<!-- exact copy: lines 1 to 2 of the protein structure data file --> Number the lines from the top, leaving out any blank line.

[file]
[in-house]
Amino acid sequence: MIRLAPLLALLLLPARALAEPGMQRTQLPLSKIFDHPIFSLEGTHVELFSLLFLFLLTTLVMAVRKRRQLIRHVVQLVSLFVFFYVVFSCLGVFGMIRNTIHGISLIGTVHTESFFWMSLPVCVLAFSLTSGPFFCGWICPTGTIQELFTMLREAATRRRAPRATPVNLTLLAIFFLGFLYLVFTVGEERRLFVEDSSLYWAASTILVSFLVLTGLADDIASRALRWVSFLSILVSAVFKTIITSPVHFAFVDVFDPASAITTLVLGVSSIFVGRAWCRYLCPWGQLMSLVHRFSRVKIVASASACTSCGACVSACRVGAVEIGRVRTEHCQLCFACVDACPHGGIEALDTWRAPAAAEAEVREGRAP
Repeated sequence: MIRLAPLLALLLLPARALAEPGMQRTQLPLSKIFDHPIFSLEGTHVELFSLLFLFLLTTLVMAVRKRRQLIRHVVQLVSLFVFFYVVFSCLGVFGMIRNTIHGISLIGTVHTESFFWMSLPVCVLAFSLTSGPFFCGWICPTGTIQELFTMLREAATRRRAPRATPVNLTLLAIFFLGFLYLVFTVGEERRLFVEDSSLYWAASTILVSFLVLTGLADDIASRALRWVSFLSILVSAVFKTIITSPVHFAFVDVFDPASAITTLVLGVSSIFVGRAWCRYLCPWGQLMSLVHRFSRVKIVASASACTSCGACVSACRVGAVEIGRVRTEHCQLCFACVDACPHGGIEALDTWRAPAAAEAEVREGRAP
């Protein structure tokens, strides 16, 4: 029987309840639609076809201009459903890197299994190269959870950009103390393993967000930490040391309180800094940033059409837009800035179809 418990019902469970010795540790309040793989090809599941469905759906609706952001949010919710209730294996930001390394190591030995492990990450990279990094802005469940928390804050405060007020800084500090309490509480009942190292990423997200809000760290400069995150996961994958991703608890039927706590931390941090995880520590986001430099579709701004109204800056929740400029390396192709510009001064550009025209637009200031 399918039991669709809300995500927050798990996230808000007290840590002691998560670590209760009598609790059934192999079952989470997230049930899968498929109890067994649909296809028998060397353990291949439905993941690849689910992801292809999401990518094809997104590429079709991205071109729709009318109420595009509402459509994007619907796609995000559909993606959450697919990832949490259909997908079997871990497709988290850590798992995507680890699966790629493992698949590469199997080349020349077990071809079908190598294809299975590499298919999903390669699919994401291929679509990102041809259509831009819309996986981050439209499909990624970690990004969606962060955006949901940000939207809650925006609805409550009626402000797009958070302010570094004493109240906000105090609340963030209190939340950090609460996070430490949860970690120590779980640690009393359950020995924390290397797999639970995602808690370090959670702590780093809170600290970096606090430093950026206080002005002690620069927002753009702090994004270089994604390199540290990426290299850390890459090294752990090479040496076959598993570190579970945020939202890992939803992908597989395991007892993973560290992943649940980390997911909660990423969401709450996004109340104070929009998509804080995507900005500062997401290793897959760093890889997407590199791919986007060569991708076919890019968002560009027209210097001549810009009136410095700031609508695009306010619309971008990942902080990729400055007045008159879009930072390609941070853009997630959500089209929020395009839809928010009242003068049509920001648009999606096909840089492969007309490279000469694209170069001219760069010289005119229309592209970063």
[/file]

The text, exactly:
[in-house]
Amino acid sequence: MIRLAPLLALLLLPARALAEPGMQRTQLPLSKIFDHPIFSLEGTHVELFSLLFLFLLTTLVMAVRKRRQLIRHVVQLVSLFVFFYVVFSCLGVFGMIRNTIHGISLIGTVHTESFFWMSLPVCVLAFSLTSGPFFCGWICPTGTIQELFTMLREAATRRRAPRATPVNLTLLAIFFLGFLYLVFTVGEERRLFVEDSSLYWAASTILVSFLVLTGLADDIASRALRWVSFLSILVSAVFKTIITSPVHFAFVDVFDPASAITTLVLGVSSIFVGRAWCRYLCPWGQLMSLVHRFSRVKIVASASACTSCGACVSACRVGAVEIGRVRTEHCQLCFACVDACPHGGIEALDTWRAPAAAEAEVREGRAP